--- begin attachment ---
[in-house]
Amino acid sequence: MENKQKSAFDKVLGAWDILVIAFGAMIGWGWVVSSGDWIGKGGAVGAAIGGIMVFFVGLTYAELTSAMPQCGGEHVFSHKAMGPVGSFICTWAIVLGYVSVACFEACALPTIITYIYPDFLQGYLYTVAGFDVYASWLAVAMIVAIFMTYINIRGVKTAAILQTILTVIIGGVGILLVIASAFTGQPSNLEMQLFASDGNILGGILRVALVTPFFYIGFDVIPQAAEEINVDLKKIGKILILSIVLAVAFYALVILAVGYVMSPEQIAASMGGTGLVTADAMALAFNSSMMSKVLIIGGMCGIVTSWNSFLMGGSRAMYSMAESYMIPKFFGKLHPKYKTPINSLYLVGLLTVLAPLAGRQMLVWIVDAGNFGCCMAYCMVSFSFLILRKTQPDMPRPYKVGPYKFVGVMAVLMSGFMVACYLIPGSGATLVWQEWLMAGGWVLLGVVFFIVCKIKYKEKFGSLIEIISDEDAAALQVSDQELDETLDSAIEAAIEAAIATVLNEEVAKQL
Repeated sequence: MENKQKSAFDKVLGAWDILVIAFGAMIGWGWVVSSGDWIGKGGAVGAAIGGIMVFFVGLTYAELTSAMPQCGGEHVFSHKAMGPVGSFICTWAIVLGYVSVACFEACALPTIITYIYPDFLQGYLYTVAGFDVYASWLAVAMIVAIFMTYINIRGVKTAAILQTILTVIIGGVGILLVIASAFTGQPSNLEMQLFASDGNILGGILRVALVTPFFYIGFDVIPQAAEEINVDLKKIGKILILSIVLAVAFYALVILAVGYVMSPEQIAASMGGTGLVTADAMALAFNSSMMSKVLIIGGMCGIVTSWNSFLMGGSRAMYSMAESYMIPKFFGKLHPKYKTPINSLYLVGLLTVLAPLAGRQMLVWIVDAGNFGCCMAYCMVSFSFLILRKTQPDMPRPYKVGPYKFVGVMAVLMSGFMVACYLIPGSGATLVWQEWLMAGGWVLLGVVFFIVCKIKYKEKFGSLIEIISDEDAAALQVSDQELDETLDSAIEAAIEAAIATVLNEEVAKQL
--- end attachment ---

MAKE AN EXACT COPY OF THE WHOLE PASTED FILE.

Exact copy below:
[in-house]
Amino acid sequence: MENKQKSAFDKVLGAWDILVIAFGAMIGWGWVVSSGDWIGKGGAVGAAIGGIMVFFVGLTYAELTSAMPQCGGEHVFSHKAMGPVGSFICTWAIVLGYVSVACFEACALPTIITYIYPDFLQGYLYTVAGFDVYASWLAVAMIVAIFMTYINIRGVKTAAILQTILTVIIGGVGILLVIASAFTGQPSNLEMQLFASDGNILGGILRVALVTPFFYIGFDVIPQAAEEINVDLKKIGKILILSIVLAVAFYALVILAVGYVMSPEQIAASMGGTGLVTADAMALAFNSSMMSKVLIIGGMCGIVTSWNSFLMGGSRAMYSMAESYMIPKFFGKLHPKYKTPINSLYLVGLLTVLAPLAGRQMLVWIVDAGNFGCCMAYCMVSFSFLILRKTQPDMPRPYKVGPYKFVGVMAVLMSGFMVACYLIPGSGATLVWQEWLMAGGWVLLGVVFFIVCKIKYKEKFGSLIEIISDEDAAALQVSDQELDETLDSAIEAAIEAAIATVLNEEVAKQL
Repeated sequence: MENKQKSAFDKVLGAWDILVIAFGAMIGWGWVVSSGDWIGKGGAVGAAIGGIMVFFVGLTYAELTSAMPQCGGEHVFSHKAMGPVGSFICTWAIVLGYVSVACFEACALPTIITYIYPDFLQGYLYTVAGFDVYASWLAVAMIVAIFMTYINIRGVKTAAILQTILTVIIGGVGILLVIASAFTGQPSNLEMQLFASDGNILGGILRVALVTPFFYIGFDVIPQAAEEINVDLKKIGKILILSIVLAVAFYALVILAVGYVMSPEQIAASMGGTGLVTADAMALAFNSSMMSKVLIIGGMCGIVTSWNSFLMGGSRAMYSMAESYMIPKFFGKLHPKYKTPINSLYLVGLLTVLAPLAGRQMLVWIVDAGNFGCCMAYCMVSFSFLILRKTQPDMPRPYKVGPYKFVGVMAVLMSGFMVACYLIPGSGATLVWQEWLMAGGWVLLGVVFFIVCKIKYKEKFGSLIEIISDEDAAALQVSDQELDETLDSAIEAAIEAAIATVLNEEVAKQL